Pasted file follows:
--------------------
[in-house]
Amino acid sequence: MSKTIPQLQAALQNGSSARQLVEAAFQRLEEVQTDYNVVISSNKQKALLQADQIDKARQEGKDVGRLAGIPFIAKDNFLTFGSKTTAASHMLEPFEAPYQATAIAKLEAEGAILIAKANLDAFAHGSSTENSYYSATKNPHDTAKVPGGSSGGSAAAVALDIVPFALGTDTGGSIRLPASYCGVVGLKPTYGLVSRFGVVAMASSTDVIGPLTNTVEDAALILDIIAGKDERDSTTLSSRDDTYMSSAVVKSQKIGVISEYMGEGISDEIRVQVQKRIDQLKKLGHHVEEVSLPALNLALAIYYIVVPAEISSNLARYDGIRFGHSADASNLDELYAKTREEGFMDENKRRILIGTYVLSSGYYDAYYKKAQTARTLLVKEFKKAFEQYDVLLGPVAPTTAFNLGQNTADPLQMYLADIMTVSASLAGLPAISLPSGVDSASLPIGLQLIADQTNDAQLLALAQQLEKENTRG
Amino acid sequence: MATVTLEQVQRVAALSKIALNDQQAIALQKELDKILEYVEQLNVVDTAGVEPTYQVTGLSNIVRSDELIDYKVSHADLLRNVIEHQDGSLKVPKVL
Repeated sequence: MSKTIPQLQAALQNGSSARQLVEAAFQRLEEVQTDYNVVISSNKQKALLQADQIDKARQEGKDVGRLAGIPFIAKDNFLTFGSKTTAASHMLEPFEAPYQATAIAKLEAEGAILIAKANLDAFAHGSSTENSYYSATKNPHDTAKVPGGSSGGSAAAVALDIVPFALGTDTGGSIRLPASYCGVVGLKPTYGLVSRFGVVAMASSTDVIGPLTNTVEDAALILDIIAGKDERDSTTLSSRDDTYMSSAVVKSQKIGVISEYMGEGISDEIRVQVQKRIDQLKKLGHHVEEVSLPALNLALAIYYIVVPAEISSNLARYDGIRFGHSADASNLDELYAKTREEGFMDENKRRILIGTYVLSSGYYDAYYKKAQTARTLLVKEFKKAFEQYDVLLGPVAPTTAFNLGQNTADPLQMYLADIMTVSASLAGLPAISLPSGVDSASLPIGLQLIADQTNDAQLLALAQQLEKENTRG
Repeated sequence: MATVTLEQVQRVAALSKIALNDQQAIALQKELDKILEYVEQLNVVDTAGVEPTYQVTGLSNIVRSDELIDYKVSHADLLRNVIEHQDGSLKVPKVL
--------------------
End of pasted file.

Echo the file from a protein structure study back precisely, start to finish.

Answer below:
[in-house]
Amino acid sequence: MSKTIPQLQAALQNGSSARQLVEAAFQRLEEVQTDYNVVISSNKQKALLQADQIDKARQEGKDVGRLAGIPFIAKDNFLTFGSKTTAASHMLEPFEAPYQATAIAKLEAEGAILIAKANLDAFAHGSSTENSYYSATKNPHDTAKVPGGSSGGSAAAVALDIVPFALGTDTGGSIRLPASYCGVVGLKPTYGLVSRFGVVAMASSTDVIGPLTNTVEDAALILDIIAGKDERDSTTLSSRDDTYMSSAVVKSQKIGVISEYMGEGISDEIRVQVQKRIDQLKKLGHHVEEVSLPALNLALAIYYIVVPAEISSNLARYDGIRFGHSADASNLDELYAKTREEGFMDENKRRILIGTYVLSSGYYDAYYKKAQTARTLLVKEFKKAFEQYDVLLGPVAPTTAFNLGQNTADPLQMYLADIMTVSASLAGLPAISLPSGVDSASLPIGLQLIADQTNDAQLLALAQQLEKENTRG
Amino acid sequence: MATVTLEQVQRVAALSKIALNDQQAIALQKELDKILEYVEQLNVVDTAGVEPTYQVTGLSNIVRSDELIDYKVSHADLLRNVIEHQDGSLKVPKVL
Repeated sequence: MSKTIPQLQAALQNGSSARQLVEAAFQRLEEVQTDYNVVISSNKQKALLQADQIDKARQEGKDVGRLAGIPFIAKDNFLTFGSKTTAASHMLEPFEAPYQATAIAKLEAEGAILIAKANLDAFAHGSSTENSYYSATKNPHDTAKVPGGSSGGSAAAVALDIVPFALGTDTGGSIRLPASYCGVVGLKPTYGLVSRFGVVAMASSTDVIGPLTNTVEDAALILDIIAGKDERDSTTLSSRDDTYMSSAVVKSQKIGVISEYMGEGISDEIRVQVQKRIDQLKKLGHHVEEVSLPALNLALAIYYIVVPAEISSNLARYDGIRFGHSADASNLDELYAKTREEGFMDENKRRILIGTYVLSSGYYDAYYKKAQTARTLLVKEFKKAFEQYDVLLGPVAPTTAFNLGQNTADPLQMYLADIMTVSASLAGLPAISLPSGVDSASLPIGLQLIADQTNDAQLLALAQQLEKENTRG
Repeated sequence: MATVTLEQVQRVAALSKIALNDQQAIALQKELDKILEYVEQLNVVDTAGVEPTYQVTGLSNIVRSDELIDYKVSHADLLRNVIEHQDGSLKVPKVL